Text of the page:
As with the emulsion, if left long enough they WILL separate again. So an 'emulsifying agent' is added, that aids the solid to stay suspended in the oil.

So not only do you have to deal with the contamination and wear on the oil, but you have to watch the emulsifying agent.
If the oil breaks down, the deteriorating emulsifier will releas the solid (ie the graphite). This will no longer bee transported around by the oil, but will start to settle in all the nooks and crannies an engine has.

A prime candidate for this in an old benz are the oiler tubes on the cam. They will simply start to close off and severely inhibit oil flow.

This is just my 2c. You can do whatever tickles your fancy. But I wouldn't touch colloidals for an engine with a 10 ft barge pole.

Pete
 

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Hmmpf..it's always the simple questions, isn't it . OK, basic chemistry.

A SOLUTION :take two components - say water and alcohol - and put them together. Shake well. The alcohol mixes with the water. Then put it on the table and watch. Nothing happens. The two stay mixed well. It's a homogenous mixture.

A SUSPENSION : take e.g. water and put sand in it. Shake well. The mixture is heterogenous. You can identify the sand particles in the water. If you put the beaker on the table and watch for a bit you can observe the sand sinking to the bottom. After a whike the sand is clearly separated from the water.

AN EMULSION : two agents oil and water, say, are mixed together. Shake well. The two SEEM to be turned into one liquid. You cann not identify seperate agents, like you could in the suspension. But leave 'em long enough and the oil WILL rise to the top. Or most of i, anyway. Some particles will stay suspended, but that's physicsn not chemistry

A COLLOIDAL like an emulsion, but the two agents are of a different phase : liquid for the oil, and solid for the graphite.

As with the emulsion, if left long enough they WILL separate again. So an 'emulsifying agent' is added, that aids the solid to stay suspended in the oil.

So not only do you have to deal with the contamination and wear on the oil, but you have to watch the emulsifying agent.
If the oil breaks down, the deteriorating emulsifier will releas the solid (ie the graphite). This will no longer bee transported around by the oil, but will start to settle in all the nooks and crannies an engine has.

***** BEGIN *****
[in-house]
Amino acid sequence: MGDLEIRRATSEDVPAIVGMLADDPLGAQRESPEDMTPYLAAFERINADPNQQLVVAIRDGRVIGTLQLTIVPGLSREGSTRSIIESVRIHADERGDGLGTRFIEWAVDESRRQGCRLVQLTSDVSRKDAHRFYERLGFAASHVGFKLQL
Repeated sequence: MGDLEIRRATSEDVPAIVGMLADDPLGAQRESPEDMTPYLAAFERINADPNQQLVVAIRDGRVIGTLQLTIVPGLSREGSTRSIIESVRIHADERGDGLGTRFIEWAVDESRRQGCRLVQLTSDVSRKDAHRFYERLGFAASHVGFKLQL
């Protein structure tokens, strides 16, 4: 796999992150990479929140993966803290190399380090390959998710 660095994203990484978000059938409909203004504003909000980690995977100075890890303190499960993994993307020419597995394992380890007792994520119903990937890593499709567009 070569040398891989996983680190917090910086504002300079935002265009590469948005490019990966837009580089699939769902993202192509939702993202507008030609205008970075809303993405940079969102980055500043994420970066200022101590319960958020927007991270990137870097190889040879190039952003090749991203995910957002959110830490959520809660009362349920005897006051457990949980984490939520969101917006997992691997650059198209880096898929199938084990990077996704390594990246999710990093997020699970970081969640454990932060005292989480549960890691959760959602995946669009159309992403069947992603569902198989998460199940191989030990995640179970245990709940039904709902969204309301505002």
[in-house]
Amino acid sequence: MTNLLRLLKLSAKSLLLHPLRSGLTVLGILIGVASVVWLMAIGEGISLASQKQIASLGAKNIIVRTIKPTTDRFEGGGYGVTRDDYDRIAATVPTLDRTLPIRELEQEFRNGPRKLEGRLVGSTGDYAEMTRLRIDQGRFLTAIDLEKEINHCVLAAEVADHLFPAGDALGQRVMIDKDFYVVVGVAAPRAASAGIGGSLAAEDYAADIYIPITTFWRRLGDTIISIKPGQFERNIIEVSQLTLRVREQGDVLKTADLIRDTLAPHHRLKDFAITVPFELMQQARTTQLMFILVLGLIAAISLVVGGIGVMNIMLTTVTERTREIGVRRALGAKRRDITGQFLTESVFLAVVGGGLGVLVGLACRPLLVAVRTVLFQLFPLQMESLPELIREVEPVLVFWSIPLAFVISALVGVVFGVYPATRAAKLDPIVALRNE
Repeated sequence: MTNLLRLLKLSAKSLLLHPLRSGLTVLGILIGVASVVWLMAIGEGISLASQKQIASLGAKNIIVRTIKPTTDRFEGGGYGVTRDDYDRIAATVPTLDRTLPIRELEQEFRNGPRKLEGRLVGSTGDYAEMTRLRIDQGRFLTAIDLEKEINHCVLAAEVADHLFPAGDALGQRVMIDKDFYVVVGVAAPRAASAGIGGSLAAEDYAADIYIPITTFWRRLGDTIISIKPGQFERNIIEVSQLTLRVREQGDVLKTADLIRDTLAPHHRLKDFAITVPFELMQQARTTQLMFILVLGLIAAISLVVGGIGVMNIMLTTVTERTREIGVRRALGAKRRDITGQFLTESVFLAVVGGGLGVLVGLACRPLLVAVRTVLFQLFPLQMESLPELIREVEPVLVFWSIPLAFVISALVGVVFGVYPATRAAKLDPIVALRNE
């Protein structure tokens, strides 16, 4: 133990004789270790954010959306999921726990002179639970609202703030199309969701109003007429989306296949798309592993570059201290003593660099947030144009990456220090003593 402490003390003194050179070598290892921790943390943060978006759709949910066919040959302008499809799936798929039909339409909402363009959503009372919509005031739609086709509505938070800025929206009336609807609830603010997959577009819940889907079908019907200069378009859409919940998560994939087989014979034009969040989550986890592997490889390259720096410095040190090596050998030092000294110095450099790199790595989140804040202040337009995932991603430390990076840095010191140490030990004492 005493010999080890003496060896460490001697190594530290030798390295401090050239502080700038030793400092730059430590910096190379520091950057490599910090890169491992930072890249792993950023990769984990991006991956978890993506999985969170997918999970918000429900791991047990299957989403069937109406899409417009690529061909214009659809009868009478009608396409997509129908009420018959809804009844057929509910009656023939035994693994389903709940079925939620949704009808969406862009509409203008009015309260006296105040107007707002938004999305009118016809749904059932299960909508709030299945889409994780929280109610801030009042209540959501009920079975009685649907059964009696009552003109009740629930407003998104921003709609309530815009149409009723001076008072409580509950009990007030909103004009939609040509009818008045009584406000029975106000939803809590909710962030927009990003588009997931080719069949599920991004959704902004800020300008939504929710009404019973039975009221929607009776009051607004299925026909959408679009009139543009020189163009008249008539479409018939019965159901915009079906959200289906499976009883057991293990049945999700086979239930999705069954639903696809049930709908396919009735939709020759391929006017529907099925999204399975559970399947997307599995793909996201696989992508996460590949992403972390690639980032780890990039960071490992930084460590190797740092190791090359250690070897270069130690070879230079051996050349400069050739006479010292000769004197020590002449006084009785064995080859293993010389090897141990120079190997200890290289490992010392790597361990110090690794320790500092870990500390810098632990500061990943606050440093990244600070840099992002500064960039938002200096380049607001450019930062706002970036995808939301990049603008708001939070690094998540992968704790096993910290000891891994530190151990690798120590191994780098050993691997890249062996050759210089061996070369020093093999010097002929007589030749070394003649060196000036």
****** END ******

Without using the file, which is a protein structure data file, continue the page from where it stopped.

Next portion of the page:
A prime candidate for this in an old benz are the oiler tubes on the cam. They will simply start to close off and severely inhibit oil flow.

This is just my 2c. You can do whatever tickles your fancy. But I wouldn't touch colloidals for an engine with a 10 ft barge pole.

Pete
Thank you for answer. That is exactly the reason I'd never put an additive like that in the oil, but this is a renowned company sells that as an "oil". I never saw any sediments left by it - but it is my daily driver, so maybe it would do harm to an engine that sits in a garage all year long while it never gets a chance to sediment in mine.
I haven't yet tried it in W126 though, so we'll see how it goes :)
 

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1995 E320 (totalled) 91 420SEL W126 (retired) 2002 S500 W220(retired); 2008 C300 Sport W204
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20W50 conventional or 15W50 synthetic. These engines call for 20W50

I also use Lucas oil treatment every other oil change and replace one of the 8 liters of oil with a liter of Lucas.
 

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I use 20W50 conventional oil per recommendation of my mechanic.
 

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W124 400E, W126 500SE
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Maybe your specs are different than european ones, but putting 20W50 in my engine is out of specs unless the ambient temperature is something like 25ºC (hot).
 

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1990 W124 200E (daily driver), 1988 C126 560SEC (weekend fun)
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Living in a rather hot climate in i put Mobil dino 20w50 in the 560 for the summer (We have seen 43 C this summer).
Planning to switch to Mobil Peak Life 5W50 when winter shows up (talking about -20 C)
 

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1991 560SEC AMG
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I have been using 20/50 for about 17 years in the 560SEC.